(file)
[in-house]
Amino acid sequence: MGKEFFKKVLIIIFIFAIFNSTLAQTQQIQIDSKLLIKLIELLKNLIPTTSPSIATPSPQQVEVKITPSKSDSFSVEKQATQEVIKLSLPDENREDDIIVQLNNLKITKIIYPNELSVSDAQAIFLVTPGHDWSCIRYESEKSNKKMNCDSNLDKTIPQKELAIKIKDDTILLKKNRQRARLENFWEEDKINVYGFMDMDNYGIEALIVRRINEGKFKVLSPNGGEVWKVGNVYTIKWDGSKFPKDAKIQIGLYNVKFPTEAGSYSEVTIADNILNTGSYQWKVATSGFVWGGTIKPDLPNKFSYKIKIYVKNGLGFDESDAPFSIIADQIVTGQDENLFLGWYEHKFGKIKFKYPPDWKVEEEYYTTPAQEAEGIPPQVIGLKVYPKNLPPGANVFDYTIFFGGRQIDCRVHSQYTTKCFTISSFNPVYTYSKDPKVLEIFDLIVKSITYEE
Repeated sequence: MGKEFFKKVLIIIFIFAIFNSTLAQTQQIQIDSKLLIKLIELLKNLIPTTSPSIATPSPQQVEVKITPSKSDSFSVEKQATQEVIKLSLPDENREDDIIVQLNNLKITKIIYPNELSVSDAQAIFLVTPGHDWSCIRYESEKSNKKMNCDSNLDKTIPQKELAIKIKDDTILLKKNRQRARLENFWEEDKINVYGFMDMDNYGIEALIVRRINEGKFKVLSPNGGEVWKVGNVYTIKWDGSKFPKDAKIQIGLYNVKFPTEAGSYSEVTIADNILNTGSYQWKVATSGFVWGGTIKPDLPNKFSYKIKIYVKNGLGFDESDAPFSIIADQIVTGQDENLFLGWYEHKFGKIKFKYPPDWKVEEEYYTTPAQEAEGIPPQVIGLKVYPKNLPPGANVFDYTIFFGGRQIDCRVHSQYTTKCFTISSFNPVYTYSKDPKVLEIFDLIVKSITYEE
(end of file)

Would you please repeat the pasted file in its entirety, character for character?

[in-house]
Amino acid sequence: MGKEFFKKVLIIIFIFAIFNSTLAQTQQIQIDSKLLIKLIELLKNLIPTTSPSIATPSPQQVEVKITPSKSDSFSVEKQATQEVIKLSLPDENREDDIIVQLNNLKITKIIYPNELSVSDAQAIFLVTPGHDWSCIRYESEKSNKKMNCDSNLDKTIPQKELAIKIKDDTILLKKNRQRARLENFWEEDKINVYGFMDMDNYGIEALIVRRINEGKFKVLSPNGGEVWKVGNVYTIKWDGSKFPKDAKIQIGLYNVKFPTEAGSYSEVTIADNILNTGSYQWKVATSGFVWGGTIKPDLPNKFSYKIKIYVKNGLGFDESDAPFSIIADQIVTGQDENLFLGWYEHKFGKIKFKYPPDWKVEEEYYTTPAQEAEGIPPQVIGLKVYPKNLPPGANVFDYTIFFGGRQIDCRVHSQYTTKCFTISSFNPVYTYSKDPKVLEIFDLIVKSITYEE
Repeated sequence: MGKEFFKKVLIIIFIFAIFNSTLAQTQQIQIDSKLLIKLIELLKNLIPTTSPSIATPSPQQVEVKITPSKSDSFSVEKQATQEVIKLSLPDENREDDIIVQLNNLKITKIIYPNELSVSDAQAIFLVTPGHDWSCIRYESEKSNKKMNCDSNLDKTIPQKELAIKIKDDTILLKKNRQRARLENFWEEDKINVYGFMDMDNYGIEALIVRRINEGKFKVLSPNGGEVWKVGNVYTIKWDGSKFPKDAKIQIGLYNVKFPTEAGSYSEVTIADNILNTGSYQWKVATSGFVWGGTIKPDLPNKFSYKIKIYVKNGLGFDESDAPFSIIADQIVTGQDENLFLGWYEHKFGKIKFKYPPDWKVEEEYYTTPAQEAEGIPPQVIGLKVYPKNLPPGANVFDYTIFFGGRQIDCRVHSQYTTKCFTISSFNPVYTYSKDPKVLEIFDLIVKSITYEE